New Exhibition: Forgotten Wrecks of the First World War

Forgotten Wrecks of the First World War

We are excited to announce the launch of our new temporary exhibition: Forgotten Wrecks of the First World War.

The Forgotten Wrecks project is being run by the Maritime Archaeology Trust who say:

‘Forgotten Wrecks of the First World War is a Heritage Lottery Funded (HLF) four year project devised and delivered by the Maritime Archaeology Trust to coincide with the centenary of the Great War. At the heart of the project is a desire to raise the profile of a currently under-represented aspect of the First World War. While attention is often focused on the Western Front and major naval battles like Jutland, historic remains from the war lie, largely forgotten, in and around our seas, rivers and estuaries.

With over 1000 wartime wrecks along England’s south coast alone, the conflict has left a rich heritage legacy and many associated stories of bravery and sacrifice. These underwater memorials represent the vestiges of a vital, yet little known, struggle that took place on a daily basis, just off our shores. Through a programme of fieldwork, research, temporary exhibitions and outreach, the project aims to engage communities and volunteers and provide a lasting legacy of information and learning resources relating to First World War wrecks for future generations.’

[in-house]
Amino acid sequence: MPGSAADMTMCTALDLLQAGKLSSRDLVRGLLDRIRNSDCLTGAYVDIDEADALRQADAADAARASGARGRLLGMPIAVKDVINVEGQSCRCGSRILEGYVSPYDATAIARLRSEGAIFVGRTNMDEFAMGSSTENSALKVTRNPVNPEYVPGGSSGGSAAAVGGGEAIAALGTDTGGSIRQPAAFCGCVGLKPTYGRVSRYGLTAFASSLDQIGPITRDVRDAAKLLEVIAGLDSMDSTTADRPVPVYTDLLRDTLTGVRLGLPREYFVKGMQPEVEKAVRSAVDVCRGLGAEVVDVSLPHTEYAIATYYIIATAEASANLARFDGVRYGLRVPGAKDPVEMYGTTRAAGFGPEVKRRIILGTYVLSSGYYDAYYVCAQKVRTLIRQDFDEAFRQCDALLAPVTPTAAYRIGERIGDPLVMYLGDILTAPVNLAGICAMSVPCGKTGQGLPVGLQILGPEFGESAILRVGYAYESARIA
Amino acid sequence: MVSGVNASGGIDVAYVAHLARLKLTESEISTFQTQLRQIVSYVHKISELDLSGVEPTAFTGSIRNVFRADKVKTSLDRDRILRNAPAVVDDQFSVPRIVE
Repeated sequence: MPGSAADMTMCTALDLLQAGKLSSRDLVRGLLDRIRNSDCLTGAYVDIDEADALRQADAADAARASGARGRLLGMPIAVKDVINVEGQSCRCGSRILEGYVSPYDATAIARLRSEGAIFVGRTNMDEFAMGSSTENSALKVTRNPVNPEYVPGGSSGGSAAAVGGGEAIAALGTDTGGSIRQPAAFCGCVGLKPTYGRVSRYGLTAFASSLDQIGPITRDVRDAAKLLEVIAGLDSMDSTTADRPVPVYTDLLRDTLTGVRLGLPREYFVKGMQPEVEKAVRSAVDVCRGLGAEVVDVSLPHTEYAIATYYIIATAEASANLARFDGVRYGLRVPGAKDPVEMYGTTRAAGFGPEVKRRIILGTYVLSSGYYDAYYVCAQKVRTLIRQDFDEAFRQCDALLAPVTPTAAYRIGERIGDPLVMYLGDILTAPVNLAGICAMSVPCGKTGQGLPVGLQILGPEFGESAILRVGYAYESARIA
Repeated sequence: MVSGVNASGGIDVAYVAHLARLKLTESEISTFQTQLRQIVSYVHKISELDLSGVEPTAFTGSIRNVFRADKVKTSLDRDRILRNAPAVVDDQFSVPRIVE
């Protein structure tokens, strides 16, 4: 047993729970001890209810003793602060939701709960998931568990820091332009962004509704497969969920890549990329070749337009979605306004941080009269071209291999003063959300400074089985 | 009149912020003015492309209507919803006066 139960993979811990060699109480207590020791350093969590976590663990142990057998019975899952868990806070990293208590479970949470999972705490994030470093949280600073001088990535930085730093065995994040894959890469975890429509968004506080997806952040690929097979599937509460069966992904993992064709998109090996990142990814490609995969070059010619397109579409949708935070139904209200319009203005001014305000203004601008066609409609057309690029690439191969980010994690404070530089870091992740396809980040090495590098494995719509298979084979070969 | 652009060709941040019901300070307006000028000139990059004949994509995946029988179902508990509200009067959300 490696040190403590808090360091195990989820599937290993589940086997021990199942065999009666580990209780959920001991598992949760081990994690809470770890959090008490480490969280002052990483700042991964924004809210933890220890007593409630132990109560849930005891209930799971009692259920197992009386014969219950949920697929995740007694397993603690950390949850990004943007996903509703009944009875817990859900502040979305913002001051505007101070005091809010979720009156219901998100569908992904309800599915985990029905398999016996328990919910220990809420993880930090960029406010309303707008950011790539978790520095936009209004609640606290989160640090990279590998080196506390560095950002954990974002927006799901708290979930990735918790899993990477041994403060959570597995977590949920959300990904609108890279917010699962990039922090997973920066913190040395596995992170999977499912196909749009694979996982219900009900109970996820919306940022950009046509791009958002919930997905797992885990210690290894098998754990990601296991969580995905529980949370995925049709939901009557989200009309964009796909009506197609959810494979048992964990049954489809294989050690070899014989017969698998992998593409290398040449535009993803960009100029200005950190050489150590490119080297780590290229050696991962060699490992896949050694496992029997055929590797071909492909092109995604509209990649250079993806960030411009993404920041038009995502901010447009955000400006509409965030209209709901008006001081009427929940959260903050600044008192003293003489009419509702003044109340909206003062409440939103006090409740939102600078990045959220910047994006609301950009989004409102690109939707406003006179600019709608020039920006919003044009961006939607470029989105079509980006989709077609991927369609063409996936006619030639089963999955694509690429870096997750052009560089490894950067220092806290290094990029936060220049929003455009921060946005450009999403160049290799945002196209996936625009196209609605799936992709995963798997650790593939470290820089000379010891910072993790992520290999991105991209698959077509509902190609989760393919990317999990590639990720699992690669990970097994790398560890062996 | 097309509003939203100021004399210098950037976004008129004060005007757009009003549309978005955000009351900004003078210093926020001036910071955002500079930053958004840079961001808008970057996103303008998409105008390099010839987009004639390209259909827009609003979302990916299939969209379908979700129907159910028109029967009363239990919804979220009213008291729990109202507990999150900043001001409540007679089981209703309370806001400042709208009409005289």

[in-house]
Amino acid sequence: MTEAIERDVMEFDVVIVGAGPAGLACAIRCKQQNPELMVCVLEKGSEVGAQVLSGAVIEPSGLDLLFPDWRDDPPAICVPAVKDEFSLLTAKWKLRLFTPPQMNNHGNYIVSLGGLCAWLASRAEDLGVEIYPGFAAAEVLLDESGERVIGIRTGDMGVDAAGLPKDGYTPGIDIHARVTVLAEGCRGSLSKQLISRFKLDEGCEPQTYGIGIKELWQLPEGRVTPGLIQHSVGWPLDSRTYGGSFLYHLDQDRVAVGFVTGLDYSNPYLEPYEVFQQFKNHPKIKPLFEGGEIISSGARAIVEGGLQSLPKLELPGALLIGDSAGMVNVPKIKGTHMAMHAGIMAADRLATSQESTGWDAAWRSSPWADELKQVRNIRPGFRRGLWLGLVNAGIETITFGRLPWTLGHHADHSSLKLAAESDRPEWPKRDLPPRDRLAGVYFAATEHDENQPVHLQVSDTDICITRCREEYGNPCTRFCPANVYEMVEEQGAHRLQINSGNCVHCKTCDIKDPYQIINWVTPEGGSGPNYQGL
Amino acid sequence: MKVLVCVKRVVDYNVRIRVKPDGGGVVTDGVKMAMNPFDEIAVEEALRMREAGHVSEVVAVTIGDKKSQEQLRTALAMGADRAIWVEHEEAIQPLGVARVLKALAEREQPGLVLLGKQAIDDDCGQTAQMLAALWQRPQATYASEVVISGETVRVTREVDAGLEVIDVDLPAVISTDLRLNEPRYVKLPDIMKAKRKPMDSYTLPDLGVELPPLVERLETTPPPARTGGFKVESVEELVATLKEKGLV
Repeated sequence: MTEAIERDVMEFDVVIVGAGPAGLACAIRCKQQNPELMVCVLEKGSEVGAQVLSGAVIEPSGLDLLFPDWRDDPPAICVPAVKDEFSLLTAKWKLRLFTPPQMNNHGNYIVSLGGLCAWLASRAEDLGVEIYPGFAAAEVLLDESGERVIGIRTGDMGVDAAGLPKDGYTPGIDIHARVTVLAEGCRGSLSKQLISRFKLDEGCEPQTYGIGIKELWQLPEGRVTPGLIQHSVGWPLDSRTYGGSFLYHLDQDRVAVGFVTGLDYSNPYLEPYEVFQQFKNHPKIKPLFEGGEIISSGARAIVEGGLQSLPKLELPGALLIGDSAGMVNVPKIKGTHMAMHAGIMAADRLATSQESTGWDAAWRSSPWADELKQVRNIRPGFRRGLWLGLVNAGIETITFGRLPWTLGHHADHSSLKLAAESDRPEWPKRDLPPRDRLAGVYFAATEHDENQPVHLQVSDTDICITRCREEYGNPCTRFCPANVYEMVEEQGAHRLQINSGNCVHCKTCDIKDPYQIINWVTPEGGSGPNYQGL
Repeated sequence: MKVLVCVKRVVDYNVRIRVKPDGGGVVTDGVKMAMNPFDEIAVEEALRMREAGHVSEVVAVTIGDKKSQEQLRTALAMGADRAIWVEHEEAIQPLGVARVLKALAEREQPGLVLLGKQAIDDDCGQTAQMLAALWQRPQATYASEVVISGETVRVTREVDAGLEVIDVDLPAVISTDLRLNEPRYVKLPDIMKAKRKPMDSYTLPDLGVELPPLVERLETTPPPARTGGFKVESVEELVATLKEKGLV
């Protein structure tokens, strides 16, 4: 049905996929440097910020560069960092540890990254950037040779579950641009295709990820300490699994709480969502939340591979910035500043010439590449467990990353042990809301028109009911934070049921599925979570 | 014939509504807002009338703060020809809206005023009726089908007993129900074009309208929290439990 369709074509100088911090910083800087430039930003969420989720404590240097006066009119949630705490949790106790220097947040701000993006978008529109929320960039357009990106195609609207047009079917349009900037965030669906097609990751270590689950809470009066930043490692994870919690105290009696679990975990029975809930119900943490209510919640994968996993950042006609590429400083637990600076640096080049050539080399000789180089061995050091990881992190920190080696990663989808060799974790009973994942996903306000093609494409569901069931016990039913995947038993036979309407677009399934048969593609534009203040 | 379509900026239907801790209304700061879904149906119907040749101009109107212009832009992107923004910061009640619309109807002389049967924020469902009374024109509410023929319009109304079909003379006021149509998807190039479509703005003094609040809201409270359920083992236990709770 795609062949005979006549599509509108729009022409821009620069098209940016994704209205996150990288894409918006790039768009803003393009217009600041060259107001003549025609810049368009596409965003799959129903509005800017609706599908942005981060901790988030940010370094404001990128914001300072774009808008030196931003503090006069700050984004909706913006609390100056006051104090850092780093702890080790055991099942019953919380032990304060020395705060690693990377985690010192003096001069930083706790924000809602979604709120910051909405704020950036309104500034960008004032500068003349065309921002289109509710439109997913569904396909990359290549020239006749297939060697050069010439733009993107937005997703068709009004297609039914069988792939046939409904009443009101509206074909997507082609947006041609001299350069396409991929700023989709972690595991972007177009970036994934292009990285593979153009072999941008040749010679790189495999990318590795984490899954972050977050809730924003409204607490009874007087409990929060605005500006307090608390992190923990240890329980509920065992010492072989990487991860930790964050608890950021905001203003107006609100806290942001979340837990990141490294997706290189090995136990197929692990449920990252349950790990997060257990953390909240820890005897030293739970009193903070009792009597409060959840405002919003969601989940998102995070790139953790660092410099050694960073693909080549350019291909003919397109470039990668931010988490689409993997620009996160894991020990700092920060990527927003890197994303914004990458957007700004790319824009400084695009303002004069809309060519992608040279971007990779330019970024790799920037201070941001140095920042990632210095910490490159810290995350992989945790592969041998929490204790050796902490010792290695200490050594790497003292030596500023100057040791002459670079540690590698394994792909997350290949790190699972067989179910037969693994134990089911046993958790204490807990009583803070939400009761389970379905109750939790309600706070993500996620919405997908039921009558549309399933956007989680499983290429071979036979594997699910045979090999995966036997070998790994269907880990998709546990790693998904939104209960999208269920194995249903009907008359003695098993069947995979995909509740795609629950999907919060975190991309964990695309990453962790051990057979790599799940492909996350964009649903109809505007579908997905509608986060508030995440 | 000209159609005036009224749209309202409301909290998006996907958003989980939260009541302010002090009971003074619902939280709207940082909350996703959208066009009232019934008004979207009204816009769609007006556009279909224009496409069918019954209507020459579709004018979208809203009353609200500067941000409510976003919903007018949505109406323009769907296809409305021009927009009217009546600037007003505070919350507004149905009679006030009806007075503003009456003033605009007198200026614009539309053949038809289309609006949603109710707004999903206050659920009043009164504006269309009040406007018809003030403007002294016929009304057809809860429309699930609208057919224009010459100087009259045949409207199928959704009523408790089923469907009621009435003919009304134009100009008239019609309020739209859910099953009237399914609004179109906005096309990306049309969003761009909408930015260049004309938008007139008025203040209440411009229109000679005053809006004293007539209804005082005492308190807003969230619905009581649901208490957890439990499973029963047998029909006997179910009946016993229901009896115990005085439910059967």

The exhibition will be open to the public from Saturday the 27th of May, and will run until Wednesday the 9th of August.  To mark the opening of the exhibition during half term week visitors young and old are invited to create their own ‘make and take’ Captain’s hat.  Visitors can share their creations on our Facebook, Twitter and Instagram pages for a chance to be featured!

Please see our half term events page for details of our behind the scenes tours and other family activities.

Please note that the exhibition will be situated on the second floor of the museum, which is only accessible by stairs.

If you have any questions or would like further details about this exhibition, or about accessibility, please see our Visitor Information page, or please contact us.

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